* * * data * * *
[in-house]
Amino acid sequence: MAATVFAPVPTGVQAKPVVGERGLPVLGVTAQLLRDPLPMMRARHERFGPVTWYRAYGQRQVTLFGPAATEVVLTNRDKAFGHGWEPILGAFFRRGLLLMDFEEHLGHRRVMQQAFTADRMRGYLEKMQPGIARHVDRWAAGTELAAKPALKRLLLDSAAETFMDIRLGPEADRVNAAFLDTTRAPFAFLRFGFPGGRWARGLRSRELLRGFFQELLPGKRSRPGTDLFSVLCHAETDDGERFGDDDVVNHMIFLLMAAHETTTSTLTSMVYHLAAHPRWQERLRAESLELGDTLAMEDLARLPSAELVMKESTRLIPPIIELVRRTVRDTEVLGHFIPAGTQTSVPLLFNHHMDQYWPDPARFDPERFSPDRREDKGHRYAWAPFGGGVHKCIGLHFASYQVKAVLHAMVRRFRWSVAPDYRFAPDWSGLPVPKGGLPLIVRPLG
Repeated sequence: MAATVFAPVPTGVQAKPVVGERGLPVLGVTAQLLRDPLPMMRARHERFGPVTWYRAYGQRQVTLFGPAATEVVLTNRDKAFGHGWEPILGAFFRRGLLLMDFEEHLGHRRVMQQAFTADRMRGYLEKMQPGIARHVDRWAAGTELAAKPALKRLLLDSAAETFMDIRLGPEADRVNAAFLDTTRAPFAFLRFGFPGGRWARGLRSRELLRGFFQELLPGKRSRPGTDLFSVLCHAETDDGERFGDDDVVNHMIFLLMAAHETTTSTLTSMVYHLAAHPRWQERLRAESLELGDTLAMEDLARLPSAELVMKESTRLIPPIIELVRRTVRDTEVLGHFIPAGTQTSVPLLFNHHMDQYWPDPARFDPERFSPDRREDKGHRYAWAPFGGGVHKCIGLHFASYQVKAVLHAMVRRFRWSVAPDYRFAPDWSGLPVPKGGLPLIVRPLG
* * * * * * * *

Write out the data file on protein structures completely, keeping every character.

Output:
[in-house]
Amino acid sequence: MAATVFAPVPTGVQAKPVVGERGLPVLGVTAQLLRDPLPMMRARHERFGPVTWYRAYGQRQVTLFGPAATEVVLTNRDKAFGHGWEPILGAFFRRGLLLMDFEEHLGHRRVMQQAFTADRMRGYLEKMQPGIARHVDRWAAGTELAAKPALKRLLLDSAAETFMDIRLGPEADRVNAAFLDTTRAPFAFLRFGFPGGRWARGLRSRELLRGFFQELLPGKRSRPGTDLFSVLCHAETDDGERFGDDDVVNHMIFLLMAAHETTTSTLTSMVYHLAAHPRWQERLRAESLELGDTLAMEDLARLPSAELVMKESTRLIPPIIELVRRTVRDTEVLGHFIPAGTQTSVPLLFNHHMDQYWPDPARFDPERFSPDRREDKGHRYAWAPFGGGVHKCIGLHFASYQVKAVLHAMVRRFRWSVAPDYRFAPDWSGLPVPKGGLPLIVRPLG
Repeated sequence: MAATVFAPVPTGVQAKPVVGERGLPVLGVTAQLLRDPLPMMRARHERFGPVTWYRAYGQRQVTLFGPAATEVVLTNRDKAFGHGWEPILGAFFRRGLLLMDFEEHLGHRRVMQQAFTADRMRGYLEKMQPGIARHVDRWAAGTELAAKPALKRLLLDSAAETFMDIRLGPEADRVNAAFLDTTRAPFAFLRFGFPGGRWARGLRSRELLRGFFQELLPGKRSRPGTDLFSVLCHAETDDGERFGDDDVVNHMIFLLMAAHETTTSTLTSMVYHLAAHPRWQERLRAESLELGDTLAMEDLARLPSAELVMKESTRLIPPIIELVRRTVRDTEVLGHFIPAGTQTSVPLLFNHHMDQYWPDPARFDPERFSPDRREDKGHRYAWAPFGGGVHKCIGLHFASYQVKAVLHAMVRRFRWSVAPDYRFAPDWSGLPVPKGGLPLIVRPLG